The first answer that comes to mind is SAFETY! You will sleep better, knowing that your company’s data is safe.
The core of what you’re asking is, “Can my infrastructure support field encryption?”
So here is the answer in brief: Yes, it can. While encryption can demand additional resources, this is usually manageable. The main issue is jobs may take longer to run.
Before we drill in, let us all remember that when security costs. When we enter a building and we have to identify ourselves to the reception, we do this for security. We pay willingly with our time, since we can understand the need. It’s the same with data encryption.
Where might you actually sense it?
- General CPU usage could increase, according to the amount of encrypted fields that your application is using. Usually this doesn’t have a significant impact.
- Even when you join data or randomly access data, there is little chance that you will even sense a delay.
- According to most of our customers, the increase in CPU usage is not the issue. The main issue is increased run time for jobs that deal with files containing encrypted fields.
- You can sense the increase when you deal with groups of records.
- You may feel a delay when you have to read a sequence of records from a file, depending on the number of records and the number of encrypted fields that the file includes. Because it uses some of the system capability to prefetch data when read sequentially, it may seem to be suspended.
- You should expect a considerable delay When you have to display a sorted portion of data, and the key is an encrypted field. The reason is that the operating system stores the data order by the cipher value (to us human beings, the order appears random). To show the key portion of data in order, it first has to first be decrypted. There are convenient methods to change your programs, but the CPU operation effort is still there.
We recommend re-thinking how the programs work and finding alternative methods. Raz-Lee’s skilled engineers are well qualified to assist in this mission.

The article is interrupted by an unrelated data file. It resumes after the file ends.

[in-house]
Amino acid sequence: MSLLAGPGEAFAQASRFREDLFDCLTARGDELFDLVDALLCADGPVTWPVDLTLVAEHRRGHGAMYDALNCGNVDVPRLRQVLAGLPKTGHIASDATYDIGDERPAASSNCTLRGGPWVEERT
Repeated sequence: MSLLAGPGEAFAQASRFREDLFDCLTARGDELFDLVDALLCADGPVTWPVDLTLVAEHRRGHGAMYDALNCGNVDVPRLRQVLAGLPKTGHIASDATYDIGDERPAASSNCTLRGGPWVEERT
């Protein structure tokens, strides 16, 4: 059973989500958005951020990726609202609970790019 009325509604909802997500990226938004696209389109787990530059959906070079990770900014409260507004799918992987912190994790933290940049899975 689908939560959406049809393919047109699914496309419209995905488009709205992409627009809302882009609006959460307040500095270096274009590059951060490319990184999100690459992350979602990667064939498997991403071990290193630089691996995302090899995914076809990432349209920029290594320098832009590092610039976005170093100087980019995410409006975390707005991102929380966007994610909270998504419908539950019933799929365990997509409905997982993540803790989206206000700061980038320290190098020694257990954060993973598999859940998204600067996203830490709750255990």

You might also consider using Tokenization rather than Encryption for these fields. iSecurity Field Encryption conveniently provides both these options and allows you to mix them.
Disk space is another issue. While the order and size of fields and even the Level Check of the file remain the same, internally more data is stored, and the disk space demand is higher. One reason for this is that the encryption method encrypts blocks. If we use the AES 128 encryption algorithm, every field from one to sixteen bytes in length will consume 16 bytes of storage data for its cipher representation. On the other hand, longer fields will only require this addition for the last portion of the string. In other words, shorter fields consume more overhead storage.
iSecurity/Encryption protects data when it is used. It also protects your data when it is saved to any media for backup or transmission. It is so strong that even when files are Journalled, the sensitive fields in the journal are protected.
Encryption is a must. Without it, a stolen backup tape will disclose the company’s data.
Encryption is a requirement of regulation that we must comply with, such as PCI and GDPR.
Once implemented, it remains in place and keeps us safe for a long time. iSecurity Field Encryption prevents the accidental loss of encryption. It controls situations where encryption loss could occur, and it has a watchdog that ensures that fields that are supposed to be encrypted are kept encrypted.